• Ann Meade

      You clearly have never worked for the state of Vermont. Do really believe that Mr. Larsen has had any say in anything that has gone down? First you have 10 people from the IT department sitting in on EVERY meeting you have, telling you why what you want to do is unrealistic and will never work. The state is not in a position to effectively vet RFPs for projects of this scope. Every project is fairly doomed, an employee from every department that might have a finger in the pie is dragged into endless meetings. Often the contractor ends up really writing the scope of work they are bidding on. It is a mess and incredibly frustrating for all involved. My point is, blaming him is silly. He is just doing what he is told.

      • Jim Christiansen

        Sorry Ann,

        Mr. Larson was the wrong pick for this job. With no project management experience and no major health insurance experience, the Governor set Mr. Larson on a path for failure.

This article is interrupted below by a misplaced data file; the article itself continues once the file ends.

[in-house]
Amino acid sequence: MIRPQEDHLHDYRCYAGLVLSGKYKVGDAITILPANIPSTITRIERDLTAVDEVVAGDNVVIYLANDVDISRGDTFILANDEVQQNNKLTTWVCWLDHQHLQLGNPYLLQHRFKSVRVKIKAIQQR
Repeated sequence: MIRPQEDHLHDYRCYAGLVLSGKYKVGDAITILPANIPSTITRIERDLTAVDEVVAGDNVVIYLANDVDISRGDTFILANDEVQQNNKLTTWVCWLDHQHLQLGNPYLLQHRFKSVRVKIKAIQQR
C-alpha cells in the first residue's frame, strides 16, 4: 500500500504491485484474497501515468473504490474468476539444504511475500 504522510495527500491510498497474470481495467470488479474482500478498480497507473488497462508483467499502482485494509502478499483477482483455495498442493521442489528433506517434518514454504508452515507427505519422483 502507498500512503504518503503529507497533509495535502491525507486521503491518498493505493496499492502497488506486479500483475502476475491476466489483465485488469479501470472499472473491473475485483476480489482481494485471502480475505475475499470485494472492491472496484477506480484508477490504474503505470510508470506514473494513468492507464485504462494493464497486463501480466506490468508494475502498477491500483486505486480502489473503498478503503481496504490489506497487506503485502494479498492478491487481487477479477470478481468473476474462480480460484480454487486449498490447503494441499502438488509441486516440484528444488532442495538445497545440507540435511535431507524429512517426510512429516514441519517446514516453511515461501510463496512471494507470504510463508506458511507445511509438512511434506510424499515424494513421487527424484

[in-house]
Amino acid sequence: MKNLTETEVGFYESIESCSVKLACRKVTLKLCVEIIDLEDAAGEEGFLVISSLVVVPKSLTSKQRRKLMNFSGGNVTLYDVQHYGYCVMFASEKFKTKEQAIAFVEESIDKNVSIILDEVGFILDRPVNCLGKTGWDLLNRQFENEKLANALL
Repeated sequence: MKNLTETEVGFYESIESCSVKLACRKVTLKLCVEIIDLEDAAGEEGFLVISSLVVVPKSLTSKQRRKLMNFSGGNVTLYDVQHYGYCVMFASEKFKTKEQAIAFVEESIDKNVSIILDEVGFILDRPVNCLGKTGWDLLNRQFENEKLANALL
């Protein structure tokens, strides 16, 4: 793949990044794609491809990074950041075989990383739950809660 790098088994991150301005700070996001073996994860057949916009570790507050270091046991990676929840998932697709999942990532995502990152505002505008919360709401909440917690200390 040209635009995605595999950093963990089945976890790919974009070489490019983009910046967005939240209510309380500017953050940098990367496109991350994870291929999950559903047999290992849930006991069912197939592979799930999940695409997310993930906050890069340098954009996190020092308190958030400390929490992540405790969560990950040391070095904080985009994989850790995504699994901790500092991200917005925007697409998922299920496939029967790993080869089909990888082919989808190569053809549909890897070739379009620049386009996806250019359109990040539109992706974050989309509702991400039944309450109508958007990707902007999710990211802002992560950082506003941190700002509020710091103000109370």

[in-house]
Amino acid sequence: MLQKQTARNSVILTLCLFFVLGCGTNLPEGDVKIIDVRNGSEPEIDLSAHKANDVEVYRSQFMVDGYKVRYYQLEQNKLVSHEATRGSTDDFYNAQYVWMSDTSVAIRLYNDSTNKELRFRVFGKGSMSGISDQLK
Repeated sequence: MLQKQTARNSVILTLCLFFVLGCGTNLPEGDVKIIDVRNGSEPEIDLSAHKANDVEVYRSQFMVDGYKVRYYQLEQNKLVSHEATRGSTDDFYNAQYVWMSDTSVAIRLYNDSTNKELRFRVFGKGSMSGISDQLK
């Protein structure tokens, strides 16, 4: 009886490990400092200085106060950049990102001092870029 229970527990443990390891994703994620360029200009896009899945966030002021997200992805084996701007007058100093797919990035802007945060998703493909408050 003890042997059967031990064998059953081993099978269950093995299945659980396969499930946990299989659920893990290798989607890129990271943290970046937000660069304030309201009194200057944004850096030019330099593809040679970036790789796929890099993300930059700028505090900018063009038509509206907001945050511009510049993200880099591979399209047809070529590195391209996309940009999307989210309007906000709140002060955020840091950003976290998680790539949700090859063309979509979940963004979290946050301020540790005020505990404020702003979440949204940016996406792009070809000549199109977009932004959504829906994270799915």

Mr. Larson’s misstatements of fact, before and during the implementation of VHC, have damaged the credibility of the State as it moves toward the implementation of single payer.

        If Mr. Larson is just doing as he is told, we’ll, he’s performed poorly at that too.

        Mr. Larson needs to go, but Mr. shumlins ego won’t allow him to admit that hiring Mr. Larson was a mistake.

        So, as a result of blind party loyality, Vermonters continue to suffer the consequences of a mandated VHC exchange that has already signaled it won’t be ready for the next open enrollment period.

      • David Dempsey

        You can blame him for misleading Vermonters for almost a year by trying to convince us that everything is going fine.